Snorkel with manta rays during an expedition cruise to the rock islands of Palau

By | March 30, 2024

Michael Dunker/Getty

Obsession on board is a new series that explores the highlights of the most beloved cruises you can’t miss – from the shore excursions you can book to the spa treatments that are too relaxing to pass up.

As soon as my head dips under the warm water of Indonesia’s Bunaken National Marine Park, I hear a mysterious ticking, popping sound that I have never experienced before while snorkeling. I quickly kick my flippers to get up. When my ears reach the surface, I hear a leader of the Lindblad expedition explaining to some fellow passengers of the National Geographic Resolution that the faint sounds are signs of an extremely healthy coral.

I am on a 12 day trip from Vietnam to Palau aboard the 138 passengers Solutionpurpose-built to access waterways that would otherwise be impossible without dynamic positioning technology, an

I dive beneath the surface again to the undersea equivalent of Tokyo’s Shibuya Crossing. Several green and hawksbill turtles dart in and out of a vibrant coral cliff with seemingly millions of species, from sculpins to sun coral and everything in between. I strain my eyes, urging my brain to take in every detail and somehow commit each scene to my memory bank. I often repeat features of marine life to myself while snorkeling so that I can identify the species later on board, with help from the expedition team and dedicated science center. One step after another I spot a fish that I never thought I would see outside a nature documentary: on the left you see clownfish in their anemone houses, plus a lionfish, a porcupine fish, an octopus, a school of thousands of Niger triggerfish that act as butterflies flutter their fins.

After what feels like hours of playing a maritime version of Where’s Waldo, I realize I’ve drifted away from the group. I decide to turn around and float on my back before catching up in a last-ditch effort to take it all in. The sunlit, tropical scene suddenly feels like slow motion, disorienting me in a way I haven’t felt since I was 18. a child.

The Coral Triangle in the western Pacific Ocean is home to nearly 600 coral species and more than 2,000 different species of reef fish.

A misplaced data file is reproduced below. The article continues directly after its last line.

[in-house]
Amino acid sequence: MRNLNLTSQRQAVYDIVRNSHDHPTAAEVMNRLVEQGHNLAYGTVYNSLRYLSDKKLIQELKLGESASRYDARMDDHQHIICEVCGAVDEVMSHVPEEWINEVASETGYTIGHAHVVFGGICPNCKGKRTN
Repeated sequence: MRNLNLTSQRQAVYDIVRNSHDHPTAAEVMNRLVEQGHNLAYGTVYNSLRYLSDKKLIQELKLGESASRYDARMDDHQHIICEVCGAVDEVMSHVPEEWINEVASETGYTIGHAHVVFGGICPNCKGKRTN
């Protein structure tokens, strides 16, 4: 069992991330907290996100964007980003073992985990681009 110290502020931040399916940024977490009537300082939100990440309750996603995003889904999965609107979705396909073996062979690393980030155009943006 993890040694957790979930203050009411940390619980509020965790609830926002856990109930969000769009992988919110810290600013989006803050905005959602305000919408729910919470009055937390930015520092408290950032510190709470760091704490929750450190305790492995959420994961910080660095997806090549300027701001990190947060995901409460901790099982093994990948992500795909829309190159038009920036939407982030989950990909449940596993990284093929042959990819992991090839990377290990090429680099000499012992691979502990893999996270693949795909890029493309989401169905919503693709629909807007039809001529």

The Coral Triangle in the western Pacific Ocean is home to nearly 600 coral species and more than 2,000 different species of reef fish.

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“That was the most diverse snorkeling I’ve ever seen,” said Brett Garner, one of the National Geographic resolutions expedition team, while we ride the zodiac back to the ship. That’s a lot coming from a marine biologist who spent years of his life in a mask and fins. In fact, most of the expedition team had never snorkeled in the center of the Coral Triangle due to its extremely remote nature, and they were similarly astounded.

Later that evening, as I curl up in the hammock on the balcony of my room and enjoy a homemade shortbread cookie in the shape of a parrotfish, I feel particularly pensive. Growing up as a water baby, I snorkeled and dived with my family in the Caribbean – almost every vacation involved a place where we could get underwater. But I haven’t really snorkeled since, almost 16 years. Looking at the mushroom-shaped limestone formations protruding from the sea, each with a drapery of vegetation, it is bittersweet to realize that my newfound wonder at the activity was probably the best I will ever experience.

As I walk to breakfast the next morning, I see marine biologist Heather Denham and assistant expedition leader Alexandra Kristjánsdóttir and grab an empty chair at their table. I share my melancholy with them: that I have only just become passionate, but I feel that I have already seen the pinnacle of snorkeling. They both laugh and assure me that there is always a surprise beneath the surface.

Boy, they were right. A few hours later, on Palau’s Rock Islands, I swim with fellow passengers ranging from their mid-20s to their late 70s, seeing blacktip sharks, psychedelic brain coral, giant clams and playing with stingless jellyfish. At one point, the speedboat captain sees a manta ray. Even though we had been snorkeling all day, we move faster than I have seen in the last eleven days, quickly put on our masks and fins and jump into the deep blue. The current immediately pulls us along as we try to stay close together in the hunt for the ray. ‘HERE!’ Heather shouts, and I turn around to see a 10-foot manta ray right in front of me. I’m frozen in motion as he rises to the surface in a large circle, showing me the underside before diving deep.

On the surface I am greeted with the hooting and hollering of involuntary happiness that comes from seeing such a beautiful creature in its natural habitat. Heather leans toward me on the boat ride back to the ship, “See, it doesn’t get much better than this, does it?” And as someone who finds it difficult to stay present, I can only smile and realize that I haven’t felt this way in this moment in years.

Originally published on Condé Nast Traveler

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